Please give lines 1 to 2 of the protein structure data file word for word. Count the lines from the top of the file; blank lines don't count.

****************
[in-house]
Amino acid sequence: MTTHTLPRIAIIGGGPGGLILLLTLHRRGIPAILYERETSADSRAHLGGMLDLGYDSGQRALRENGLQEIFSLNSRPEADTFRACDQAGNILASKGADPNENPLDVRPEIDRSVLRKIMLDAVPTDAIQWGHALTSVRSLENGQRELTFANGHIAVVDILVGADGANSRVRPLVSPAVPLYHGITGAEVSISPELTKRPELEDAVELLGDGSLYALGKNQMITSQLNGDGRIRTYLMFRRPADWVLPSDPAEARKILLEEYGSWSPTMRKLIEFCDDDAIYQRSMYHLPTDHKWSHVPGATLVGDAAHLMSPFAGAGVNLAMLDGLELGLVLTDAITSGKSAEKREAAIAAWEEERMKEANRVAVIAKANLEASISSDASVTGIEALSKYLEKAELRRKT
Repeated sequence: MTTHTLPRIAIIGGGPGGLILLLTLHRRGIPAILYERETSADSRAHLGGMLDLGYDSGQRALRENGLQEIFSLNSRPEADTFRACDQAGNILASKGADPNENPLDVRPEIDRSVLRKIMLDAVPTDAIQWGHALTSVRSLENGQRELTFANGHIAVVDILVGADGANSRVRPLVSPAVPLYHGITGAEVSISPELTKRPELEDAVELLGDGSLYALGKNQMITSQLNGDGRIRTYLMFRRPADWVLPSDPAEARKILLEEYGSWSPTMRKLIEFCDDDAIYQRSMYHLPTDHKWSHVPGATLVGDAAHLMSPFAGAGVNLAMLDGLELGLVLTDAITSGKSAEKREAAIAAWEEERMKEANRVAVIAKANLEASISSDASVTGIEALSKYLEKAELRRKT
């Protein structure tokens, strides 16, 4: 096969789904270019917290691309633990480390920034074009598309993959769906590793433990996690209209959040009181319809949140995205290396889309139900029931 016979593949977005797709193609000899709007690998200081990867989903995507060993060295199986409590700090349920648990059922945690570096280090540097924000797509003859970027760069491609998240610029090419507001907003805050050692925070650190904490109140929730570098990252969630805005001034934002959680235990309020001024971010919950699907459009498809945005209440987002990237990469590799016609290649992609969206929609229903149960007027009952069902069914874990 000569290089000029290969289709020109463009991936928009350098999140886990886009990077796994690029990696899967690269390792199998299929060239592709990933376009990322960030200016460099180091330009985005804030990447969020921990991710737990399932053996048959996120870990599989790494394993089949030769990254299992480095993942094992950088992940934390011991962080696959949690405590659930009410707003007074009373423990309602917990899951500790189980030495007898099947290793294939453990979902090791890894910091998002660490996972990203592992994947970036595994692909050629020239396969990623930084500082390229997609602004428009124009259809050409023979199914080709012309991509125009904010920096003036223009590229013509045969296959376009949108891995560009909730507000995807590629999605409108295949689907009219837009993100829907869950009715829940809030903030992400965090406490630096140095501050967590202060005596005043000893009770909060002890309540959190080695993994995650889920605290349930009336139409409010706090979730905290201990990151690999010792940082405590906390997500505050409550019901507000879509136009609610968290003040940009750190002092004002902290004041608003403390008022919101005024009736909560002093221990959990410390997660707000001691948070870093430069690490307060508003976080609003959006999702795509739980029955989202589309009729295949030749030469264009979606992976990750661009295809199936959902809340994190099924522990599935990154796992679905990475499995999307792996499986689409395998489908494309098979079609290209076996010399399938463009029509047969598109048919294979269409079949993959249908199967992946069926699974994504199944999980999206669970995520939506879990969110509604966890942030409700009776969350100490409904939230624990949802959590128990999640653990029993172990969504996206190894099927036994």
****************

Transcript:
[in-house]
Amino acid sequence: MTTHTLPRIAIIGGGPGGLILLLTLHRRGIPAILYERETSADSRAHLGGMLDLGYDSGQRALRENGLQEIFSLNSRPEADTFRACDQAGNILASKGADPNENPLDVRPEIDRSVLRKIMLDAVPTDAIQWGHALTSVRSLENGQRELTFANGHIAVVDILVGADGANSRVRPLVSPAVPLYHGITGAEVSISPELTKRPELEDAVELLGDGSLYALGKNQMITSQLNGDGRIRTYLMFRRPADWVLPSDPAEARKILLEEYGSWSPTMRKLIEFCDDDAIYQRSMYHLPTDHKWSHVPGATLVGDAAHLMSPFAGAGVNLAMLDGLELGLVLTDAITSGKSAEKREAAIAAWEEERMKEANRVAVIAKANLEASISSDASVTGIEALSKYLEKAELRRKT